Valve has already made it clear that it is in no rush to release a Steam Deck that can be classified as next generation and with a considerable increase in power. This lack of haste is also reflected in other aspects such as the implementation of something like a screen OLEDalthough the company has come out to the step to say that the incorporation of said technology is not as simple as it seems.
Pierre-Loup Griffais, one of the most visible Valve engineers in the media and one of the visible faces when it comes to issues related to the Steam Deck, has said that the company understands the limitations of the current state of the deck. console/mini-PC in terms of display, but there are factors to consider beyond simply replacing the panel.
Pierre-Loup Griffais has explained that, far from what many have come to think, “the screen is the core of the device. Everything is anchored to it. Basically, everything is designed around everything when talking about such a small device. I think it would be a greater amount of work than people assume. I don’t think we’re discounting anything, but the idea that it could be just switch to a new screen and go would need more than that to be feasible.”
To expose specific details, the flexibility of present LCD panel was at the time one of the priorities when the Steam Deck was designed, mainly to make backlighting as dim as possible for more comfortable gaming in low-light environments and the ability to alter the refresh rate to save battery life. While Pierre-Loup Griffais acknowledges that such things could be possible with an OLED panel, the process would require specific settings.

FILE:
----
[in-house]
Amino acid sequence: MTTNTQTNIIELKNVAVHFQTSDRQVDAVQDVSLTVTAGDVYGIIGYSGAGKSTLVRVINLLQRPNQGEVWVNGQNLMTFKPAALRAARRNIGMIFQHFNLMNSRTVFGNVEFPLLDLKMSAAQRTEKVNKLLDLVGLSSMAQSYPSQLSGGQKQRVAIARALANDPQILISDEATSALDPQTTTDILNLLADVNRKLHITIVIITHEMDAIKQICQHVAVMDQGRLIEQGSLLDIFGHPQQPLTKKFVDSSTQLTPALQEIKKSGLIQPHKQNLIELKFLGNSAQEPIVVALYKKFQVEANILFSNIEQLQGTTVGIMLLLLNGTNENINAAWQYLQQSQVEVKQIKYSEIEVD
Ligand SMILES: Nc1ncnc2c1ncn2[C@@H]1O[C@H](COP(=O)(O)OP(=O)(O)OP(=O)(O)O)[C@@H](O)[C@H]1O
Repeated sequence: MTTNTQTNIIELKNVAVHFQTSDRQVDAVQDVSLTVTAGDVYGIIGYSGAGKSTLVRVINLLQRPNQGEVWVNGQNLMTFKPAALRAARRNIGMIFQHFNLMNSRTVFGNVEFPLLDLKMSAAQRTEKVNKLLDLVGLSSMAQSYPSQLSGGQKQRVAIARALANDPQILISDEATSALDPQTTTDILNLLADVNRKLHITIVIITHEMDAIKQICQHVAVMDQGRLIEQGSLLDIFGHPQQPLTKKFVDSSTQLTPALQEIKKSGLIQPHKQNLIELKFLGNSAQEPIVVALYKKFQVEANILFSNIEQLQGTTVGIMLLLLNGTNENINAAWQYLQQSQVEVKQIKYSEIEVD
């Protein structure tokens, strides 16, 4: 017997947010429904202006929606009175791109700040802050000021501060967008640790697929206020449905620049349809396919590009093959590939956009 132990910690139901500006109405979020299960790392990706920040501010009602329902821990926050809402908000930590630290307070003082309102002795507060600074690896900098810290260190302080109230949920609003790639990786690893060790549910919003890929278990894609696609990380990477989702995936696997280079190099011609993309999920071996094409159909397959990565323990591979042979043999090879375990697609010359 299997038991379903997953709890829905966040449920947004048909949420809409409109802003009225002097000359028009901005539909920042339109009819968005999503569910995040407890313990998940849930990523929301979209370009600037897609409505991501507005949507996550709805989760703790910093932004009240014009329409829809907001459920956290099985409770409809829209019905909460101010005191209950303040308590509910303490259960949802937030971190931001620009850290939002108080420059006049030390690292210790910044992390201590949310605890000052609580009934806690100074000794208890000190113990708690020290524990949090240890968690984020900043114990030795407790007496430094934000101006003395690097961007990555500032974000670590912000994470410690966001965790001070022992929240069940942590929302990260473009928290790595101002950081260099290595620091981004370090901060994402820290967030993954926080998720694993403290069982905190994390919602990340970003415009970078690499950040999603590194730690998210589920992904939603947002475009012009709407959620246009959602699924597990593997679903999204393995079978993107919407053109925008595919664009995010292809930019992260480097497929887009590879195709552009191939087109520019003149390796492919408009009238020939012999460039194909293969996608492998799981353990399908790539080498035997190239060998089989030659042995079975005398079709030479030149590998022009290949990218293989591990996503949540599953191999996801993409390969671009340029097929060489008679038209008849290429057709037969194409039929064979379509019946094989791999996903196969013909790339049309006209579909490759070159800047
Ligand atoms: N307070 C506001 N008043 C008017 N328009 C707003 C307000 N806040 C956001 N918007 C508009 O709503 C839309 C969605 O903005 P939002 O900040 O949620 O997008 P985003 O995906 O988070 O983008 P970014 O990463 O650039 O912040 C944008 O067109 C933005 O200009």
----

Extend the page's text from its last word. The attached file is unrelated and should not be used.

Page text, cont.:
The addition of an OLED panel to a future version of the Steam Deck is something Valve has to “plan ahead for. When we were working on this display (LCD), we made sure that it could be supported, even if the refresh rate change wasn’t ready at launch. It was very important to us that all of this was supported. Therefore, it is something to take into account when evaluating and selecting possible options. But there is nothing about LCD vs OLED, it is about how you are designing the whole system and what is between the screen and the SoC (system on a chip)”.
Despite the fact that at the architecture level it is a standard x86 PC, the design of the Steam Deck is not as modular as a desktop computer, but each component can end up having a significant impact on the whole. This means that a change of screen would not only affect what the user sees through his eyes, but also the overall experience obtained through the device, especially with regard to the autonomy offered by the battery.